Along with Dr. Latham, a forensic anthropologist, this year’s contingent includes UIndy colleague Dr. Alyson O’Daniel, a cultural anthropologist; Human Biology master’s candidates Amanda Khan, Justin Maiers and Ryan Strand, veterans of previous Texas trips; and fellow grad student Helen Brandt, a first-timer.
The group left Sunday and will return May 18. Read their blog posts and see their photos and video at beyondborders.uindy.edu.
Read previous stories about the Beyond Borders project here.
History & Political Science faculty members Laura Albright and Edward Frantz speak this morning to foreign journalists on a State Department press tour.
A group of 24 foreign journalists came to UIndy today for a crash course in U.S. politics and next week’s Indiana primary.
Hosted by the State Department, the reporters are on a week-long U.S. tour to cover the presidential campaigns. They represent print, broadcast and online news outlets across Asia, Europe, Africa and South America.
History Professor Edward Frantz and Assistant Professor of Political ScienceLaura Albright delivered a 90-minute morning presentation to the group, which also heard remarks from UIndy adjunct instructor and local political pundit Abdul-Hakim Shabazz.
Sociology/philosophy major will study pro-democracy movement in Morocco
UIndy senior Ahmed “Zak” Mitiche was getting a sandwich Wednesday in Schwitzer Student Center when he checked his email.
“I was ecstatic, I was shocked, all of those things,” says the Pike High School graduate, a double major in Sociology and Philosophy.
The long-awaited news was that Mitiche had been awarded a grant from the Fulbright U.S. Student Program and seems to be the first University of Indianapolis student to do so in the institution’s century-plus history.
Recipients of the prestigious State Department-funded honor, according to his award letter, have gone on to become heads of state, judges, ambassadors, cabinet ministers, CEOs and university presidents, as well as leading journalists, artists, scientists and teachers. They have included 54 Nobel Laureates, 82 Pulitzer Prize winners, 29 MacArthur Fellows and 16 Presidential Medal of Freedom recipients.
“It’s exciting to think about myself among the ranks of these great people who have done something amazing in the world,” says Mitiche, who will turn 22 on Wednesday. “I try to be realistic. I know this will bring me opportunities when I apply to grad schools.”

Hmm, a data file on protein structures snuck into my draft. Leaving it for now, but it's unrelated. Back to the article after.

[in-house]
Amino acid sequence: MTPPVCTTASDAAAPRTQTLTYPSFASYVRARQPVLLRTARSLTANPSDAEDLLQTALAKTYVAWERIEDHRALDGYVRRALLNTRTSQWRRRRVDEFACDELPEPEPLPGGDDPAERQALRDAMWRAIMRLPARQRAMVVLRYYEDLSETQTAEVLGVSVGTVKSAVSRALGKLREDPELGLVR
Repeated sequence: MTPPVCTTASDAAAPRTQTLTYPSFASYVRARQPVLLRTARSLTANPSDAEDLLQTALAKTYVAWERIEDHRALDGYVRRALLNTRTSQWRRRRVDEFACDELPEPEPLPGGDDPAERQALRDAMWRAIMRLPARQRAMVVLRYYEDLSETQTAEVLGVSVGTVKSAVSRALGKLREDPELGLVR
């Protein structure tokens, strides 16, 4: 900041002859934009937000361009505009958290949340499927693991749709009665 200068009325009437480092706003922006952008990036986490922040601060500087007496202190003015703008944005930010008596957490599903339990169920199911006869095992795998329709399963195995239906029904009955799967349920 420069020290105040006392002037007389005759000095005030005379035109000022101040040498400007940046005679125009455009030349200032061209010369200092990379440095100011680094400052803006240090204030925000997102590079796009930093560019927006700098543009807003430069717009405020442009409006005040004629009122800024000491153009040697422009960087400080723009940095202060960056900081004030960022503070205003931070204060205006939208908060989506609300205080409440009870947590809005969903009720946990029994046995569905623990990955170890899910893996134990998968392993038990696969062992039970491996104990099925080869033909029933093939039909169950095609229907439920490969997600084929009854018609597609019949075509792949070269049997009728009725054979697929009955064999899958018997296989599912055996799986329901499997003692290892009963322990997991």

The leader of a nonprofit group that brings clean drinking water systems to Third World communities will discuss his work April 15 at the University of Indianapolis.
Seth Maxwell, a graduate of Franklin Central High School, is co-founder and CEO of the Thirst Project, a Los Angeles-based organization that has raised over $8 million and established more than 1,000 water projects in 13 nations. An actor by trade, he also keeps a busy schedule of public presentations to inspire and motivate young people to get involved in social justice issues.
Maxwell’s presentation, titled “Think Big, Do Big,” will begin at 3 p.m. Friday, April 15, at the Christel DeHaan Fine Arts Center, 1400 E. Hanna Ave. Admission is free to the event, organized by UIndy’s Professional Edge Center.
When legendary British music producer Sir George Martin passed away earlier this week, Dr. Chad Martin was among the first to know.
“I follow Ringo on Twitter,” said the latter Martin, an assistant professor of History at UIndy who specializes in modern U.K. history and youth culture.
Although George Martin’s pioneering work with the Beatles established his reputation, his legacy as a producer, composer, arranger and recording engineer extends beyond the catalog of any single band, Dr. Martin said.
In the 1950s and early ’60s, George Martin worked for the BBC and later the EMI label and was known primarily for classical music and comedy recordings with the likes of Peter Sellers. His fateful meeting with the Fab Four led to unprecedented success, which allowed him to ditch his salaried staff job at EMI, go freelance and earn royalties from sales.
Dr. Larry DeGaris of the School of Business was a key source for a front-page story in Tuesday’s Indianapolis Star about how living legend Peyton Manning’s legacy could be affected by allegations of banned substance use and a sexual harassment cover-up. DeGaris directs UIndy’s Sports Marketing program and is a nationally known consultant on sports marketing and sponsorships. Read the story here.
Though he is not always mentioned by name, Anthropology Professor Dr. Christopher Schmidt‘s high-tech research on the diet of medieval children buried at Canterbury Cathedral is making news across the English-speaking world. See some examples here,here and here.